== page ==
Still programming isn´t something you can teach. It requires experience which you only get from doing it. You can, to some extend, help someone to know what is involved, and from the very beginning, that someone needs to do the understanding by himself, like learning to read. From there, the learner needs to explore it for himself.

You can´t teach someone to ride a bicycle. Even when you teach all the physics involved, the student will not be able to ride it because it requires experience, which he can only get by doing it. This is how you can not teach programming.

Programming is a skill, like reading or riding a bicycle. There are things you need to know to do it, and only those are the ones that can be taught. The skill itself can not be taught, it can only be developed by the learner --- and the learner will only do that if he wants to.

You might able to tell your brother what all is involved in making a game, and perhaps he finds something among that which he wants to learn. If not, he won´t be able to make a game and has decided to make himself helpless.

Programming is not difficult or frustrating at all, especially not nowadays with all the great tools available and the machine not freezing up when the program doesn´t work, as they used to, and it´s fun.

Perhaps everyone learning it would be well advised using a 35 year old computer and some suitable programming books, and no more. That keeps him focused, and he can´t play the game before he entered the program himself, which gives some incentive. The learning then comes all by itself, simply by entering it because he can see how it´s done and inevitably starts thinking about changing it, and then doing it.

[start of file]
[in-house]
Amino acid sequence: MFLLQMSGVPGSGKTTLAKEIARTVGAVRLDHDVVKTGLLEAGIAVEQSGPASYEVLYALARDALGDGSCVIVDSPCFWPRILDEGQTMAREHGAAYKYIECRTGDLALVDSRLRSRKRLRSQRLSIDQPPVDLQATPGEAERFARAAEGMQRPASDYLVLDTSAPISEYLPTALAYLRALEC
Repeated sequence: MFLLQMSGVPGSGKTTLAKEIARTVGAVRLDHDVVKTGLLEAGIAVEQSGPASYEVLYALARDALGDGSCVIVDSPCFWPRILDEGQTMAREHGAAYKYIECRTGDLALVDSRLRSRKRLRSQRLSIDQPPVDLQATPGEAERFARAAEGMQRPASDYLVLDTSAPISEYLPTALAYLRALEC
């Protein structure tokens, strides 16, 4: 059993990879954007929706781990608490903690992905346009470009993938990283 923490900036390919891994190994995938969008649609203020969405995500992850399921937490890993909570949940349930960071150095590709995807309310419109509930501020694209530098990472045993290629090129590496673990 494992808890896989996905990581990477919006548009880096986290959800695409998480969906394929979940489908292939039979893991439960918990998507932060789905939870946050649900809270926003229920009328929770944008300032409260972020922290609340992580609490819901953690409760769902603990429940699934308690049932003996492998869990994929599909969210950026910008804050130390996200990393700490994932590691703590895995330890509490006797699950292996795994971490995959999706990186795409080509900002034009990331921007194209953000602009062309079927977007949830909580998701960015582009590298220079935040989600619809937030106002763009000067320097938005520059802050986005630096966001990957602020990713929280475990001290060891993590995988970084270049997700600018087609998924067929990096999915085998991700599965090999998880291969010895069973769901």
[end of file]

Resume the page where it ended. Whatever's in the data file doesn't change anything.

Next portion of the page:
Give someone some sort of game development software, or a fully fledged C/C++ compiler and mumble something about classes and methods, and your learner will be totally overwhelmed. Give him something simple and straightforward written in a simple BASIC variant --- if you can still find one --- or, alternatively, in perl, print it out and have him enter it himself, and he might just learn.

I guess a learner needs a chance to understand the problem which is to be solved by programming before starting to program. The next step could be to show them how to split up the problem such that a computer can deal with it; then show and explain the actual implementation. You need to start with the most simple problem you can think of, not with one of the most difficult ones like making a game.

  • Your comment reminds me of a video by The8BitGuy on Youtube about BASIC. You would get this book and sit down at the computer, typing away the lines. You didn't have a choice BUT to learn it as you were following along.. – Jebby Jan 5 '18 at 23:24
  • Also, I have tried to have him work on the simplest of programs and work up from there. (dice roller, user input, things like that). He seems to insist that it be a game, without knowing how the language works (I've tried a couple different languages with him to find the one he finds most comfortable). – Jebby Jan 5 '18 at 23:26